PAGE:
I know my question is similar to what mentioned in this post: Symmetry breaking in Bose-Hubbard model. Yet, I don't find it clear. I've in mind a 1D Bose-Hubbard Hamiltonian. Moving from the Mott Insulator phase to the Superfluid Phase, a spontaneuos symmetry breaking occurs. What does it mean? Can you provide a clear explanation of it?
$U(1)$ symmetry is not broken, it is spontaneously broken, meaning that although the Hamiltonian/Lagrangian might enjoy the symmetry the ground state does not. For example, the ferromagnetic/paramagnetic transition has a SO(3) symmetry that becomes spontaneously broken when you go into the ferromagnetic phase (the magnetic dipoles all point in the same direction), though we can still rotate the ground state with $SO(3)$ and get another ground state.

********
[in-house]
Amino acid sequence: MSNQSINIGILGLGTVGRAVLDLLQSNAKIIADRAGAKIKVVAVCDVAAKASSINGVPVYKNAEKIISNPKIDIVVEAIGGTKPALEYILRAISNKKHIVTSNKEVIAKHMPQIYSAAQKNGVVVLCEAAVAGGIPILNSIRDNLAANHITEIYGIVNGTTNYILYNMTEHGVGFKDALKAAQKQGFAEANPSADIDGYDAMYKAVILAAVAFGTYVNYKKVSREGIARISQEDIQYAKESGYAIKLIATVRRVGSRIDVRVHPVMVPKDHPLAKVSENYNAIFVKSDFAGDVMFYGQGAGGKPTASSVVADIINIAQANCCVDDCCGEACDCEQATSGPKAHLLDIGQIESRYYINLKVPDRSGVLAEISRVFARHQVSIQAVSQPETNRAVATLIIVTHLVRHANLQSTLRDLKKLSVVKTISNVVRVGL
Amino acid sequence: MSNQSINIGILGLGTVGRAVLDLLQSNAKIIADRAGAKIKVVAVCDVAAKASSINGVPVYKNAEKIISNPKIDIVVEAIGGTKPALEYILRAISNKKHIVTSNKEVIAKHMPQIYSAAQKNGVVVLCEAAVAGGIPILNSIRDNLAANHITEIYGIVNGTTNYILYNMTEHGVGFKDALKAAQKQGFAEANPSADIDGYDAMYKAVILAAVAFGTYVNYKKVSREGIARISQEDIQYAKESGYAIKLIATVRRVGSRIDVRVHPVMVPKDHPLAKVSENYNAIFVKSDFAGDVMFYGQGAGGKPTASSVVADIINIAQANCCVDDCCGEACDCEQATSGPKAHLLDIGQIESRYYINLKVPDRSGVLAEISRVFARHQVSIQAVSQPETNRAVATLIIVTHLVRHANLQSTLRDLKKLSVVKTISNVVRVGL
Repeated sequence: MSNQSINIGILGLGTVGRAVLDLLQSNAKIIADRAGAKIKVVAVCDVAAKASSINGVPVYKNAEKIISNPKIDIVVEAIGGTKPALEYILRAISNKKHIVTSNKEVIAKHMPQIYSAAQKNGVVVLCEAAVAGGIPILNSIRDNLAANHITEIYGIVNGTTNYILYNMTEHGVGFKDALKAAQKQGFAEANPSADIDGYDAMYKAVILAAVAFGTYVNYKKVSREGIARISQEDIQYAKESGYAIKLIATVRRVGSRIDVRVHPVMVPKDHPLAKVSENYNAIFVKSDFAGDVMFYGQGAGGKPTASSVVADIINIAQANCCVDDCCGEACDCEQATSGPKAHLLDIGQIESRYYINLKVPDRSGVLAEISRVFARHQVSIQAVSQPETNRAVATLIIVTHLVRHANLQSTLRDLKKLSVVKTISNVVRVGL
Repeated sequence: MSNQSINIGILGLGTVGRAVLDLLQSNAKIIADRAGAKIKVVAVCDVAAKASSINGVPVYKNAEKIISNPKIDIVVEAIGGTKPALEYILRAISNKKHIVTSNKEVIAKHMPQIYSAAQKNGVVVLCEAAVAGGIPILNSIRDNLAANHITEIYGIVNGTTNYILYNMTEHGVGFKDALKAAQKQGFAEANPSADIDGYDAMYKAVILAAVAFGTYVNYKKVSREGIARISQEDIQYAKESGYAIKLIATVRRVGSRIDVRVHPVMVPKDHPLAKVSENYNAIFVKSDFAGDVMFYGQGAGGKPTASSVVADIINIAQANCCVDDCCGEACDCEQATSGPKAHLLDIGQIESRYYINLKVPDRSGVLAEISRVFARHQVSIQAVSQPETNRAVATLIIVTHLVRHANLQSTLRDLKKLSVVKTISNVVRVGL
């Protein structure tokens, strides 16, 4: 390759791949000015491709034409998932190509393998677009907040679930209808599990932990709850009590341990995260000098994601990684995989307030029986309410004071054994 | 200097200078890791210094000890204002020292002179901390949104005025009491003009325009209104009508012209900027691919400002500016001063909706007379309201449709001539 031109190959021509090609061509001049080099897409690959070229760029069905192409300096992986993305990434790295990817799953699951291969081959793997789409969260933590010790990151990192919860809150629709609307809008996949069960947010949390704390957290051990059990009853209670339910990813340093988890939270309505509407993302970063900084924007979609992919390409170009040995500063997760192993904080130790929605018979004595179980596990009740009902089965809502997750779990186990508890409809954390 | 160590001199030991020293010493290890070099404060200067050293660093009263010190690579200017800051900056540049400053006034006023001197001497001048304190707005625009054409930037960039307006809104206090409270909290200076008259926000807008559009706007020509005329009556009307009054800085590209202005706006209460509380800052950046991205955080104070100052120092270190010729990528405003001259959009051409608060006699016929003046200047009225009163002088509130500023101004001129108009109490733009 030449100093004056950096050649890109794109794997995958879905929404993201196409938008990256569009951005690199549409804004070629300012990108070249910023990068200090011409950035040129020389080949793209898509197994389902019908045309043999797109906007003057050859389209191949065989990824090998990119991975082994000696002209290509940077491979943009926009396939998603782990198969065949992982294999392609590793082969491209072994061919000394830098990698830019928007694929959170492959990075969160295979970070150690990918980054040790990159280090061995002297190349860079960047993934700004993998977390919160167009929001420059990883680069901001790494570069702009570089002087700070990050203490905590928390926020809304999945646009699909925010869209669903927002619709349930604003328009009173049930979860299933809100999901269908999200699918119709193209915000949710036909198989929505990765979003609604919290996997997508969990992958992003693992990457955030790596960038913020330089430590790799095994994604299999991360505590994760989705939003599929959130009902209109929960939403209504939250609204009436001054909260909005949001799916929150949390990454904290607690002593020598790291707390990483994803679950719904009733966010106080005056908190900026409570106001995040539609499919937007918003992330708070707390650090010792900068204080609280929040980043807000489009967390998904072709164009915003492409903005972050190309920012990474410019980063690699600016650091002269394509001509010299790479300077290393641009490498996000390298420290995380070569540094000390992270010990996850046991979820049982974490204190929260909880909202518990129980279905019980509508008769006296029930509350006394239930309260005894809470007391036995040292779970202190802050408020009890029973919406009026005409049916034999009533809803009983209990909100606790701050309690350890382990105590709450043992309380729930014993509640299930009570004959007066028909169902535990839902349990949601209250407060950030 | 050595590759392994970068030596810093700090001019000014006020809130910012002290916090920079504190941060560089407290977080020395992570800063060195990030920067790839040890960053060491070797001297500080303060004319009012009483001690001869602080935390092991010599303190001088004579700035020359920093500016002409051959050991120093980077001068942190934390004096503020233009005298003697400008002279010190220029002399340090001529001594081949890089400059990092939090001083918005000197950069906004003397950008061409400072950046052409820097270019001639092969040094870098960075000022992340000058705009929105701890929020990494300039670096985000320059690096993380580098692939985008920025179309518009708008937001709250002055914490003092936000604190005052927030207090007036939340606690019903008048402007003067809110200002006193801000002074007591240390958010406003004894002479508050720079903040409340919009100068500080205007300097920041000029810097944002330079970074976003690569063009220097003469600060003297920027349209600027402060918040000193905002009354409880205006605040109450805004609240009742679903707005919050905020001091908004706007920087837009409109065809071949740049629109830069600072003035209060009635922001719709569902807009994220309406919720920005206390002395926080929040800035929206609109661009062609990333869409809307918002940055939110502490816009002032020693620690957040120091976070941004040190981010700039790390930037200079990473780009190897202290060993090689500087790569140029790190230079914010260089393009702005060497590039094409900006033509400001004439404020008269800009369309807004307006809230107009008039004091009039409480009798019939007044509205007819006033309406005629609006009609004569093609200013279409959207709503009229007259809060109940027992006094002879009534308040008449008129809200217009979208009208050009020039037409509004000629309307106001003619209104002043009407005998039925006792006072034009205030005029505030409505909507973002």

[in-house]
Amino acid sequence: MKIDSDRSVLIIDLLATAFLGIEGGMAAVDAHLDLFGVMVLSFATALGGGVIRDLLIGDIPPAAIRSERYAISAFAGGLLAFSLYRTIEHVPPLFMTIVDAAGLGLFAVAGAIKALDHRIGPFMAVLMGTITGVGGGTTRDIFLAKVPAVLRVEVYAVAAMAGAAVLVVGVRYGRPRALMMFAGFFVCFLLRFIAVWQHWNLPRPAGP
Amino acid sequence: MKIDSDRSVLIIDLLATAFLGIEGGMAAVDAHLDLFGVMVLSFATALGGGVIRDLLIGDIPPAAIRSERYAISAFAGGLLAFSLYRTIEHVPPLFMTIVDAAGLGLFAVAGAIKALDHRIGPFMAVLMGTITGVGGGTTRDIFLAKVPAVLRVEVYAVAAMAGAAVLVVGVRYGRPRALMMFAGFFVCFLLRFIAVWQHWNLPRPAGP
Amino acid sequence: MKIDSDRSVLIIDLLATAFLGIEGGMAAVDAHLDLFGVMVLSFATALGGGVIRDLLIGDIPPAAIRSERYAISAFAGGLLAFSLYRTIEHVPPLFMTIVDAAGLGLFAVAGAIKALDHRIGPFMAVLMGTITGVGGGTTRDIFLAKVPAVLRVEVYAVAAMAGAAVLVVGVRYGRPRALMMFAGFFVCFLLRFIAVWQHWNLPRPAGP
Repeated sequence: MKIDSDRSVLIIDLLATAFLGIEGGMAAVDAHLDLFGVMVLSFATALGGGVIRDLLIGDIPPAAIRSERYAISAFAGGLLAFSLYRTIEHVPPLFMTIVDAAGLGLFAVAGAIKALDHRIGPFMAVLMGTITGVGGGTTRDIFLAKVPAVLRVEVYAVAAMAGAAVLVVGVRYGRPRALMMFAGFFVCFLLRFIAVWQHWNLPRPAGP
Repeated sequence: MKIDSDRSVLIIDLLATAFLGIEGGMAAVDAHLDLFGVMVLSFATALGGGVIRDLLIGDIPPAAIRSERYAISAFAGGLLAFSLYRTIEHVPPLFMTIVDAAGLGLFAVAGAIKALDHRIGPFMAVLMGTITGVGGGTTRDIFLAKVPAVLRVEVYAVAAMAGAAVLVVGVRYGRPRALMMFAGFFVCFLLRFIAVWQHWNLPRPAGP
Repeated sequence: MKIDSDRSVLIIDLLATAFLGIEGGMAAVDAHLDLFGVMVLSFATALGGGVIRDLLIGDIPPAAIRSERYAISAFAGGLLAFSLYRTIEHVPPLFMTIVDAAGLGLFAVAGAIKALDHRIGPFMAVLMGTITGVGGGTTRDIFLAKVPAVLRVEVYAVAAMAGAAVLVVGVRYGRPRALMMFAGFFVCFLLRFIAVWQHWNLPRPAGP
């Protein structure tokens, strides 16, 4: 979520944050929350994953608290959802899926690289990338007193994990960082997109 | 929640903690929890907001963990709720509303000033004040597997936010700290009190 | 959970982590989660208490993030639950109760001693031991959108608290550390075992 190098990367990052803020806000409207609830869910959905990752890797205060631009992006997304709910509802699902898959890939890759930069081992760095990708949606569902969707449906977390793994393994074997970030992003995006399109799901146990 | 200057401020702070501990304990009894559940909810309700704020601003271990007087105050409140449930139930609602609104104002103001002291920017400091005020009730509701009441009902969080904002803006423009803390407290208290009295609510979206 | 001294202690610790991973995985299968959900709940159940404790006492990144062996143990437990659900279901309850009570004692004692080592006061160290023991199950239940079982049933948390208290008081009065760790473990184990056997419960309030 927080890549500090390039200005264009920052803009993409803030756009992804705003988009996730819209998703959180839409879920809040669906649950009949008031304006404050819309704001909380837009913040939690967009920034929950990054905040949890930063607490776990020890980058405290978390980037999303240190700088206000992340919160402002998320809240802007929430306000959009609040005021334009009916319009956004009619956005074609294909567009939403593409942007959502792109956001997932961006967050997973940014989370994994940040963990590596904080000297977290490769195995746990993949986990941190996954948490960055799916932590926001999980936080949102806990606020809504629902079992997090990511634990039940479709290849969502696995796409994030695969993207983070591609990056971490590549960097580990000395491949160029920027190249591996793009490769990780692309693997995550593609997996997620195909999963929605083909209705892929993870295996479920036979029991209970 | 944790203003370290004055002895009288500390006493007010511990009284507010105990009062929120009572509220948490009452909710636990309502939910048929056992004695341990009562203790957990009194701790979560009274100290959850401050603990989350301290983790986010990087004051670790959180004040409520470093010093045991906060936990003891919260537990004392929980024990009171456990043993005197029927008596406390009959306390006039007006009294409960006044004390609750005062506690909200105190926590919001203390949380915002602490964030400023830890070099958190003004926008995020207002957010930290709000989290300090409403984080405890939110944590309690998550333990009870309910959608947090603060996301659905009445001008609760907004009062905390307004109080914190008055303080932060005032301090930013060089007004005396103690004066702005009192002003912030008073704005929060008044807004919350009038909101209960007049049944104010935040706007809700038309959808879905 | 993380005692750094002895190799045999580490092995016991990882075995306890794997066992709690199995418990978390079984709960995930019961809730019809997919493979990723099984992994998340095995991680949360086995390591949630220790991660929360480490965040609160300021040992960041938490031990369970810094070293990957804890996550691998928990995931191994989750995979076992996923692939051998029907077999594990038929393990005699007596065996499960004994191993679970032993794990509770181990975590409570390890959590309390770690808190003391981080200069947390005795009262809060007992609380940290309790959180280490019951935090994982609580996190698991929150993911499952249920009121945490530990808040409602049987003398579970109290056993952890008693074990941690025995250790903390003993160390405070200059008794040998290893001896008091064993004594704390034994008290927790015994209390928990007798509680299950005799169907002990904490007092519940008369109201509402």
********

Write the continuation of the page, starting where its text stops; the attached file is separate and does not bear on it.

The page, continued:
So what is physically breaking the $U(1)$ symmetry in the superfluid phase? It is the quantum-mechanical phase of the bosons; the ground state of the superfluid aligns the quantum-mechanical phases of the bosons in a particular direction. In the insulating phase, the phases do not align in the ground state